Black hole blasted Earth with near light-speed jet of matter - study

The jet of matter, appearing as a flash of light brighter than 1,000 trillion suns, originated from a supermassive black hole 8.5 billion light years away and traveled at 99.99% the speed of light.

 This artist's concept released October 30, 2017 shows a black hole with an accretion disk - a flat structure of material orbiting the black hole - and a jet of hot gas, called plasma. (photo credit: NASA/JPL-CALTECH/HANDOUT VIA REUTERS)
This artist's concept released October 30, 2017 shows a black hole with an accretion disk - a flat structure of material orbiting the black hole - and a jet of hot gas, called plasma.
(photo credit: NASA/JPL-CALTECH/HANDOUT VIA REUTERS)

The Earth may have been touched by a jet of matter that blasted out of a supermassive black hole long after it had devoured a star, a new study has revealed.

This conclusion was reached after careful observation of a signal found after a powerful flash of light brighter than 1,000 trillion suns was spotted in a part of the night sky, where nothing like it had ever been seen.

The findings of this study were published online on Wednesday in the peer-reviewed academic journal Nature Astronomy.

Supermassive black holes, jets of matter and the devouring of stars: Tidal disruption events (TDEs)

The strange signal, designated AT 2022cmc, was first spotted on February 11 by astronomers at the Palomar Observatory's Zwicky Transient Facility in California. This team posted its observation in a newsletter on February 14. This sparked collaborative efforts to research this mysterious flash.

Artist impression of a supermassive black hole at the center of a galaxy. (credit: Wikimedia Commons)Artist impression of a supermassive black hole at the center of a galaxy. (credit: Wikimedia Commons)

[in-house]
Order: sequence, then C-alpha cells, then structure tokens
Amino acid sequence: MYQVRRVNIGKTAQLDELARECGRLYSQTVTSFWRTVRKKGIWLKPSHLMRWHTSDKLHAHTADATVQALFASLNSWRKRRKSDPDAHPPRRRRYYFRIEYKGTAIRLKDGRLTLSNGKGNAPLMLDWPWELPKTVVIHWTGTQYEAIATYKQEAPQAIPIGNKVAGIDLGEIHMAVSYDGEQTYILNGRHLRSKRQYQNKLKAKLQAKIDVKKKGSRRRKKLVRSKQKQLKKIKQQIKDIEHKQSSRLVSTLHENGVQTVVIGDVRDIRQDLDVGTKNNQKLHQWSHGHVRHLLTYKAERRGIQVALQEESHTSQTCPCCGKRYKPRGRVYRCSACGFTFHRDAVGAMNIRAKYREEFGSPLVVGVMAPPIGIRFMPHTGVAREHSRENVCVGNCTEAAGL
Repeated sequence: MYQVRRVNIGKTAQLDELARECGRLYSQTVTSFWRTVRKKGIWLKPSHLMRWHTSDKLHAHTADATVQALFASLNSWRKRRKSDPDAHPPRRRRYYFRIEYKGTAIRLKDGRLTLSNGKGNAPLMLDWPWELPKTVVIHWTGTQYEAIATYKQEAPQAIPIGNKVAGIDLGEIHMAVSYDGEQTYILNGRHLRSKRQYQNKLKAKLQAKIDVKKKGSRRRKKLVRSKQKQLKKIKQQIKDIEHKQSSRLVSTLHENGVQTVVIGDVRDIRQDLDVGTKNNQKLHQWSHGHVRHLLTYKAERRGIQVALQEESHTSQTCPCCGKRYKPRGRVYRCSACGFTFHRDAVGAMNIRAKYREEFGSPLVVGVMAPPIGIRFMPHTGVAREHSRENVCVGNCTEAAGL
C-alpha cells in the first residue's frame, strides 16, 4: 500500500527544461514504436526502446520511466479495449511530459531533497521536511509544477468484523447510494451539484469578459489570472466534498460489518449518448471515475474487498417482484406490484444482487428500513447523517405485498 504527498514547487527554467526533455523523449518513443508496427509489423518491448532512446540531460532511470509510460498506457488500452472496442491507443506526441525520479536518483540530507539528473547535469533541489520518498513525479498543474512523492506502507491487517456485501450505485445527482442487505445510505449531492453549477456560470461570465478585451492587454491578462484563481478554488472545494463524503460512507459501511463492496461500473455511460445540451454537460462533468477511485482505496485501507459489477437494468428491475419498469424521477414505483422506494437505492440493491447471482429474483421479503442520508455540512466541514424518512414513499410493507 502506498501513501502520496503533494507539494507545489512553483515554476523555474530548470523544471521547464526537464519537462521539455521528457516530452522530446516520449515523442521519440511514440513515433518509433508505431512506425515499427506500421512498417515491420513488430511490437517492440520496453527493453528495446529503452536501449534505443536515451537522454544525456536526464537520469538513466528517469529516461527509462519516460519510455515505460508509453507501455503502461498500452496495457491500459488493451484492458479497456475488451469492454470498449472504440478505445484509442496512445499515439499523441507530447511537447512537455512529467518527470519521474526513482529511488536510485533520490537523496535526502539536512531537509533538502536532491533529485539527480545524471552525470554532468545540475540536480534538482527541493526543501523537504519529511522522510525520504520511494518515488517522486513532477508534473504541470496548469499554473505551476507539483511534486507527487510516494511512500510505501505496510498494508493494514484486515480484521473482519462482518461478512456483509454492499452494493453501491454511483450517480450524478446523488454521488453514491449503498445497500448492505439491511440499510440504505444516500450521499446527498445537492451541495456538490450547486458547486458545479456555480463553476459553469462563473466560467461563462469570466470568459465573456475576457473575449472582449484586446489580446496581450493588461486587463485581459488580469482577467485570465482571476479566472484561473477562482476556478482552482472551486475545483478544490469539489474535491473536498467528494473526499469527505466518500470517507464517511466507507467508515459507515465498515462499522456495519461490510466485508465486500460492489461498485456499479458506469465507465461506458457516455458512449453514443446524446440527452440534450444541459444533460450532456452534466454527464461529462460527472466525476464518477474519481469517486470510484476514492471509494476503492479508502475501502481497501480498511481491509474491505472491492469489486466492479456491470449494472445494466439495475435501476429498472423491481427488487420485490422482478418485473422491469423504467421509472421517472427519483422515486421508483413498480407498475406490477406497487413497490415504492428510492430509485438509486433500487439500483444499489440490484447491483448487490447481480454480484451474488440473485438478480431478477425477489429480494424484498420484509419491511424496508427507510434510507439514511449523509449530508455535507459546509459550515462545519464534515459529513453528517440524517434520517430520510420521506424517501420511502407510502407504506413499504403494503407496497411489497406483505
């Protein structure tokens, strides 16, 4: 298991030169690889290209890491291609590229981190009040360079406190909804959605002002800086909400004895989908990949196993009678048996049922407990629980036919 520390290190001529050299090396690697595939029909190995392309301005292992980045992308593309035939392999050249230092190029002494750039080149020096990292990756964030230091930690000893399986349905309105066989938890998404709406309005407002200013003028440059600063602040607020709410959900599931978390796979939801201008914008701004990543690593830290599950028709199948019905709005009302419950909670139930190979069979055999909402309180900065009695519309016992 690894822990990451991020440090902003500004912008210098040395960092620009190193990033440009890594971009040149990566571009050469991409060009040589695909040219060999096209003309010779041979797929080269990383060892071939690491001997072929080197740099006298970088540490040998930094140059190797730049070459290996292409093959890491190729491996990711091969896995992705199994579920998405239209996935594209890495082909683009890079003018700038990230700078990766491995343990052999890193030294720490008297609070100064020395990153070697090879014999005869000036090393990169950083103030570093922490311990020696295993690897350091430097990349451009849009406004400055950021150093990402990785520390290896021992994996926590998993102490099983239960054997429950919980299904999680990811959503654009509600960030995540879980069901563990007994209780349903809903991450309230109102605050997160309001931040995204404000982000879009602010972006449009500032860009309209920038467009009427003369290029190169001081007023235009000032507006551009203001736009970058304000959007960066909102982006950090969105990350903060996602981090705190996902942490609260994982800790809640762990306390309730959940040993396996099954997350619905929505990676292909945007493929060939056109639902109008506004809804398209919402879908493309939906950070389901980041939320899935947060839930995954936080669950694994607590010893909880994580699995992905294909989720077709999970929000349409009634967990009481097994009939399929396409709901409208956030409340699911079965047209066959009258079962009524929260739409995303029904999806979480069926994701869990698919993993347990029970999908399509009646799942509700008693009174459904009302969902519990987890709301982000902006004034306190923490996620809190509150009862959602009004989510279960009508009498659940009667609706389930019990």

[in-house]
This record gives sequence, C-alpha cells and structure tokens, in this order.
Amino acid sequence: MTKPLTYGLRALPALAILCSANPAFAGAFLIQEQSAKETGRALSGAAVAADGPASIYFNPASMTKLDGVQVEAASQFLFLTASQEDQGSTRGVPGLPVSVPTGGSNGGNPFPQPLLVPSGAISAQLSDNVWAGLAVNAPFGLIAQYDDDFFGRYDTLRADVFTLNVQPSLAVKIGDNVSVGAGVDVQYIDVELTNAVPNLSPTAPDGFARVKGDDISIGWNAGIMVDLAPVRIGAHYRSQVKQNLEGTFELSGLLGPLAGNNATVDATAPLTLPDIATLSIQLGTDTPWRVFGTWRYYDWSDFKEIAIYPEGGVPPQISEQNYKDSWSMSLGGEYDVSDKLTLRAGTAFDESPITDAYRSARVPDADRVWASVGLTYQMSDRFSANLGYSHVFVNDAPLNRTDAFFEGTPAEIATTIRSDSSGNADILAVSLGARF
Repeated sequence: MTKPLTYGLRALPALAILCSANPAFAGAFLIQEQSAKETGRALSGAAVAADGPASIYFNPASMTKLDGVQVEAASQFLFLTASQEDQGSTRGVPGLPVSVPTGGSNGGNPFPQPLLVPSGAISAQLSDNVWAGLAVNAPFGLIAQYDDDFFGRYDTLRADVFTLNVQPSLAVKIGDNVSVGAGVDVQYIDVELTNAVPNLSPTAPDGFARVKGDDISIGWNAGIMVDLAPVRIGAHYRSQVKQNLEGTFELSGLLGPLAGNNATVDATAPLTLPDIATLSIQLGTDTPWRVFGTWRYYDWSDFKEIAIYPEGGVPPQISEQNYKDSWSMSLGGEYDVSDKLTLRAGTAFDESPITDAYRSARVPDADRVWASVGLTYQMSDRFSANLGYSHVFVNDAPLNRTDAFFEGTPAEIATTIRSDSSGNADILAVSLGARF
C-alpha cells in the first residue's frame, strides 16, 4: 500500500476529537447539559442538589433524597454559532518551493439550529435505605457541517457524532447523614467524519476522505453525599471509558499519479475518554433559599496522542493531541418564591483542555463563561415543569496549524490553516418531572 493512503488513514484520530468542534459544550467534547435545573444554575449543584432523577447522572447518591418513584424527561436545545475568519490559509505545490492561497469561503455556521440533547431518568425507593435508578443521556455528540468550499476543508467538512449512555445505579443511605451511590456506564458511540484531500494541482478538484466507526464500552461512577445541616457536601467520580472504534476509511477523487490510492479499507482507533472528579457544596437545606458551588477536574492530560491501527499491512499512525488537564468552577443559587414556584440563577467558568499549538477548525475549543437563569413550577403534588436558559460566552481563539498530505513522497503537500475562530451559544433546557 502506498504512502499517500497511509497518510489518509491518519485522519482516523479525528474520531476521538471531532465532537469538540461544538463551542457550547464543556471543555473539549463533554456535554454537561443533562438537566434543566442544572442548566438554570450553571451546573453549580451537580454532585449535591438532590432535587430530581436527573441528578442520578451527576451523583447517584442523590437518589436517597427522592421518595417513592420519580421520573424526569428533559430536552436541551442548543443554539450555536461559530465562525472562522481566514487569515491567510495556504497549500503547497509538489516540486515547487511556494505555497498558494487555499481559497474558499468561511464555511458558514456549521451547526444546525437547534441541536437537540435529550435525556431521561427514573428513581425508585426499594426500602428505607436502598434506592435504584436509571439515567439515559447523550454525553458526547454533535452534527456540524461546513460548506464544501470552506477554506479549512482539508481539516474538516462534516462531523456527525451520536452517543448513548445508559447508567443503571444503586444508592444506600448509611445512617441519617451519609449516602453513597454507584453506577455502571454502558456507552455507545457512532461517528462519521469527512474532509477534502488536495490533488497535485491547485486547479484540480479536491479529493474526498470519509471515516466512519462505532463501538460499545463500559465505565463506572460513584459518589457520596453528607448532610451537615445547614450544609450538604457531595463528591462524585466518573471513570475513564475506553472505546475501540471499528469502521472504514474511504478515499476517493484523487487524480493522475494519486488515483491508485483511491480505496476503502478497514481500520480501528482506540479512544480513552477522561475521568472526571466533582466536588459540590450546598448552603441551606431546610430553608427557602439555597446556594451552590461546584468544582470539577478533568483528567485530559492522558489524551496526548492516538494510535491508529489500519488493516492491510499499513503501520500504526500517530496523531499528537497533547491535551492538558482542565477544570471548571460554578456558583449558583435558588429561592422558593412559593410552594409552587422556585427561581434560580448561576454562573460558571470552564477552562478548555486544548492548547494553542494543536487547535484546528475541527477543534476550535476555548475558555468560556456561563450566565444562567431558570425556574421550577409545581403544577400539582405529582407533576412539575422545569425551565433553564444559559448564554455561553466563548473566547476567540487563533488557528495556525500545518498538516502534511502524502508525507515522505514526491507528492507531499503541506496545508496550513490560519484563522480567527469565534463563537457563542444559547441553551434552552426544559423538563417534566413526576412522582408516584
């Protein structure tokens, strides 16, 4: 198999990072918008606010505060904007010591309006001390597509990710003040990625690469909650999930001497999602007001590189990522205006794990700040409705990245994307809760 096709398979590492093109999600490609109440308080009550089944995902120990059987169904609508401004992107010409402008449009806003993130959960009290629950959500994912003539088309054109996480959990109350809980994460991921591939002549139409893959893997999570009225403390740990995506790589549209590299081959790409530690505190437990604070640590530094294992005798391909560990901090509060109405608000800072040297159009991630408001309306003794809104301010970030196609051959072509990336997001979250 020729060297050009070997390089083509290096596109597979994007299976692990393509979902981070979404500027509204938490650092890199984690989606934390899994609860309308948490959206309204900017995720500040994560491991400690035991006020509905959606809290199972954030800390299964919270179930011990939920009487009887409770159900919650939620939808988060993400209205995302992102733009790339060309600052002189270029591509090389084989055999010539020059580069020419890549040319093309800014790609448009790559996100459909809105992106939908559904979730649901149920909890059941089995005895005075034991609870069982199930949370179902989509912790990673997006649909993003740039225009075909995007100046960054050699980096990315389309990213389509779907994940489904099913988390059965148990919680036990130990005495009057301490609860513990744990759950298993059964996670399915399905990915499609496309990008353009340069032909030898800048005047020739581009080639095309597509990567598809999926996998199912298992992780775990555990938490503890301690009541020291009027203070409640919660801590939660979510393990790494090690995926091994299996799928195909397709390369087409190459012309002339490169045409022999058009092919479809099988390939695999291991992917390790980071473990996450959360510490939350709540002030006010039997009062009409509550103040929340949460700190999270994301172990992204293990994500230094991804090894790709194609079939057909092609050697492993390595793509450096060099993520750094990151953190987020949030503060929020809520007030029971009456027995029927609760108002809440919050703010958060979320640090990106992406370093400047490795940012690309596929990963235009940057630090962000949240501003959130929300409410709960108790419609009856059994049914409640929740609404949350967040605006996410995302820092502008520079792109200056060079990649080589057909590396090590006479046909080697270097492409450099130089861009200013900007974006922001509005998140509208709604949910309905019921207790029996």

The scientists concluded that AT 2022cmc is a jet of matter blasting out of a supermassive black hole at 99.99% the speed of light after the black hole began devouring a star.

This is known as a tidal disruption event (TDE), called such because the black hole's tidal forces are what tear the unlucky star apart.

Tidal disruption events are nothing new. Scientists have known about them for a long time. They are useful ways of detecting supermassive black holes and measuring how fast they devour more stars.

Supermassive black holes are also nothing new. As their name implies, supermassive black holes are considerably more massive than other black holes. Overall, there tends to be one supermassive black hole per galaxy, with our own Milky Way Galaxy being home to Saggitarius A* in the galactic center.

But AT 2022cmc didn't come from our own galaxy.

According to the study, this burst of light originated from a different supermassive black hole around 8.5 billion light-years away. To illustrate just how massive that distance is, that's practically – though not literally – halfway across the universe.

This means that this is the farthest supermassive black hole TDE ever detected by scientists.

But what about the brightness? What made it appear so brightly in the sky?

There are a few reasons for this, the first of which is its sheer speed.

But another factor that made it appear so bright despite being from so far away is due to Doppler-boosting. Essentially, the black hole's jet of matter was aimed precisely at Earth. Therefore, rather than getting a passing glance at the TDE, observers on Earth are instead met with its full brightness.

It functions similarly to a siren on an emergency vehicle. The sirens start on a higher pitch and slide down, but it only sounds like it's going lower because the vehicle itself is driving away. If the siren was heading right for the listener, its pitch wouldn't change.

That, essentially, is what happened here with AT 2022cmc. 

The fact that it's moving so fast means that its supermassive black hole must be eating a lot of stars very quickly, with the researchers estimating it devours one star half the mass of the Sun per year.

There is still much more we don't understand, such as how supermassive black holes actually launch these jets of matter in the first place.

But as science makes further advances in telescope technology, the answers to these questions may be getting closer than ever.